Screen and treat policies to preventing type 2 diabetes are unlikely to have a substantial impact on the growing numbers of people developing the condition, new research has found.
The approach where people are identified as being at a high risk and offered individual intervention, and a population wide approach in which everyone is targeted via public health policies are increasingly popular.
But research from the University of Oxford in England concludes that this kind of approach will only be effective if it if fulfils certain criteria; a test that correctly identifies those at high risk, that is those with insulin sensitivity, as well as excluding those at low risk and an intervention exists that is acceptable to patients and clinicians.
The team of researchers, led by Professor Trish Greenhalgh, assessed the diagnostic accuracy of screening tests for pre-diabetes and effectiveness of interventions in preventing onset of type 2 diabetes in people with pre-diabetes and analysed the results of 49 studies of screening tests and 50 intervention trials.
The diagnostic accuracy of tests used to detect pre-diabetes in screening programmes was low ad they found that fasting glucose is specific but not sensitive and HbA1c is neither sensitive nor specific, suggesting that large numbers of people will be unnecessarily treated or falsely reassured depending on the test used.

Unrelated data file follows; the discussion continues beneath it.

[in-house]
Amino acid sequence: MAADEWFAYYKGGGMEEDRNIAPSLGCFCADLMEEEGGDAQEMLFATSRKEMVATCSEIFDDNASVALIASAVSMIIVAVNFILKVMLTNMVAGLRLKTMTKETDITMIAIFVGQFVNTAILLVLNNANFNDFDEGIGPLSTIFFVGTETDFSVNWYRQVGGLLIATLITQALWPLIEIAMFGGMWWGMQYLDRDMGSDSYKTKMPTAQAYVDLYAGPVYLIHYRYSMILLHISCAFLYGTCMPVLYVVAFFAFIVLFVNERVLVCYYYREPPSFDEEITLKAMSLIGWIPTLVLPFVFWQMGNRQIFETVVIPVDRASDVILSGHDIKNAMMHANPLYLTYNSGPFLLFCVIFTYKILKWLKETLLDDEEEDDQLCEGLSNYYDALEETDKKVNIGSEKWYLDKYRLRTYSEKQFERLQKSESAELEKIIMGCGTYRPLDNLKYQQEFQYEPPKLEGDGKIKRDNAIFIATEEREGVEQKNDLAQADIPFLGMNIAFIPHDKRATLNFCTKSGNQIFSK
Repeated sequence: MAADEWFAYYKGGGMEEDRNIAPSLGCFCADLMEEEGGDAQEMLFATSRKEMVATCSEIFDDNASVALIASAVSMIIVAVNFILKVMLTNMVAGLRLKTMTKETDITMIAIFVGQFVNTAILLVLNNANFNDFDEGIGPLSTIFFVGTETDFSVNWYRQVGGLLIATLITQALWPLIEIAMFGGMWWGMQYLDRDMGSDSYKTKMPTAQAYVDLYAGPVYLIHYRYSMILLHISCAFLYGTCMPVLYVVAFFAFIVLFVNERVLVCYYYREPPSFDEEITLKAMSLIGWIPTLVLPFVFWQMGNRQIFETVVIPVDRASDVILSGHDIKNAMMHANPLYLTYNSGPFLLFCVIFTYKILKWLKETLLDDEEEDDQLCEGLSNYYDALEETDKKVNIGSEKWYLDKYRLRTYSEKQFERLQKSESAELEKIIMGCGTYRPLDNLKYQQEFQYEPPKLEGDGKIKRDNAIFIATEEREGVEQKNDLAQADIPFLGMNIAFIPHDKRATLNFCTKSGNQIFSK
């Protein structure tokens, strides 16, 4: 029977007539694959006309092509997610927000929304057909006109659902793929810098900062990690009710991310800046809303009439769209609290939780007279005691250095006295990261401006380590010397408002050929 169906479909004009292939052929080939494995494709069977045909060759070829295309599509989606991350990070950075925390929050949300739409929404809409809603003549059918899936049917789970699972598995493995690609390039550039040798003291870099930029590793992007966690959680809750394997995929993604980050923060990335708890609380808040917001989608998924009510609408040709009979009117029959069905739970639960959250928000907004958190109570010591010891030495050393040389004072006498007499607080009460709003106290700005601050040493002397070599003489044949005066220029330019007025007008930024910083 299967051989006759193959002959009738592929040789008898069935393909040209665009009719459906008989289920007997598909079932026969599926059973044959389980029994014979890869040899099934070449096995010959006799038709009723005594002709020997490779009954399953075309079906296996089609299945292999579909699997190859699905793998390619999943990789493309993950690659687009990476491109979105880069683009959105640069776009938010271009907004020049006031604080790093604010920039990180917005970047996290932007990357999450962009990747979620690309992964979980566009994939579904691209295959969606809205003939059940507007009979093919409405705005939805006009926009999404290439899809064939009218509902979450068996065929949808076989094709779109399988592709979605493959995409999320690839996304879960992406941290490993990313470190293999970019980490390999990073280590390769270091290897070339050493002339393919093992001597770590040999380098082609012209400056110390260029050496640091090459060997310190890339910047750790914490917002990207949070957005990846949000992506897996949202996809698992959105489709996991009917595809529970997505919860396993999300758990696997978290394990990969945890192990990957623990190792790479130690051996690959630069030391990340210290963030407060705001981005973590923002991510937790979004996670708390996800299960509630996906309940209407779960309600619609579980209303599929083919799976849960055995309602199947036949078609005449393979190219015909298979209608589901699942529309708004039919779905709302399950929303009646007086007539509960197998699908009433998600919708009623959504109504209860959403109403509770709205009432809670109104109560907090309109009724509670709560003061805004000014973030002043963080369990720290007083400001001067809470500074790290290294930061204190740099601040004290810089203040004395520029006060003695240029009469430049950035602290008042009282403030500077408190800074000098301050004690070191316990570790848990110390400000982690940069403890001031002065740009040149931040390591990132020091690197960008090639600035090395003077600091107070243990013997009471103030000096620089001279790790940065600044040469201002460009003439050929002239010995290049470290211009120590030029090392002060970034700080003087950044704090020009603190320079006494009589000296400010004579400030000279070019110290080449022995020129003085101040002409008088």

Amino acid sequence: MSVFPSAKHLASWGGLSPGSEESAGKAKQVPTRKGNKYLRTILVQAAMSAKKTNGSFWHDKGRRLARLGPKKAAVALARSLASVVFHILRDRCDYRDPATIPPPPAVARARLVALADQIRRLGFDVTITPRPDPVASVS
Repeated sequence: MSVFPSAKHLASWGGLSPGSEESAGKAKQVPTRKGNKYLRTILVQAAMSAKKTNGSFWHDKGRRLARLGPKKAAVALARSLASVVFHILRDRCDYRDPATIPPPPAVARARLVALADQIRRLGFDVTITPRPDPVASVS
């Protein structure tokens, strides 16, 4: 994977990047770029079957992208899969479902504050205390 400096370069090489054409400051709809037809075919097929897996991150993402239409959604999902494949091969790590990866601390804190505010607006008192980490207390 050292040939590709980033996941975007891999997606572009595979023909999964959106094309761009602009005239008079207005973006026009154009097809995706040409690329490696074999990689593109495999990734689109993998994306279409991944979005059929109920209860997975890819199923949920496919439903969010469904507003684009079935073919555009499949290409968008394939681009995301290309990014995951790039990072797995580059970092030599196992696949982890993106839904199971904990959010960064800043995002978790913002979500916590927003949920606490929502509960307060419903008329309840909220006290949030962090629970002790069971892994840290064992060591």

Lifestyle interventions lasting three to six years showed a 37% reduction in relative risk of type 2 diabetes, equating to 151 out of 1,000 people developing diabetes compared with 239 of 1000 in the control group. This fell to 20% in follow up studies.
Use of metformin showed a relative risk reduction of 26% while participants were taking this drug, translating to 218 out of 1000 developing diabetes while taking metformin compared with 295 of 1000 not receiving it.
They concluded that screen and treat policies will benefit some but not all people at high risk of developing diabetes and they should be complemented by population wide approaches for effective diabetes prevention.
According to Professor Norman Waugh from Warwick Medical School, lifestyle changes across whole populations is the key to prevention of type 2 diabetes and he pointed out that pre-diabetes is an unsatisfactory term because many people so labelled do not develop diabetes.
He believes there is a balance to be struck between the medical model of screening and treating of individuals of individuals, and the public health model of changing behaviour in the whole population at risk.
Waugh said that public health measures targeted at the whole population at risk could include interventions to help weight control, such as changes to taxation of foodstuffs and interventions to make physical activity easier or safer.
However, he acknowledges that adherence to lifestyle advice remains poor, and concludes that preventing or delaying type 2 diabetes ‘requires effective measures to motivate the general population to protect their own health.’
The opinions expressed in this article do not necessarily reflect the views of the DiabetesForum.com Community and should not be interpreted as medical advice. Please see your doctor before making any changes to your diabetes management plan.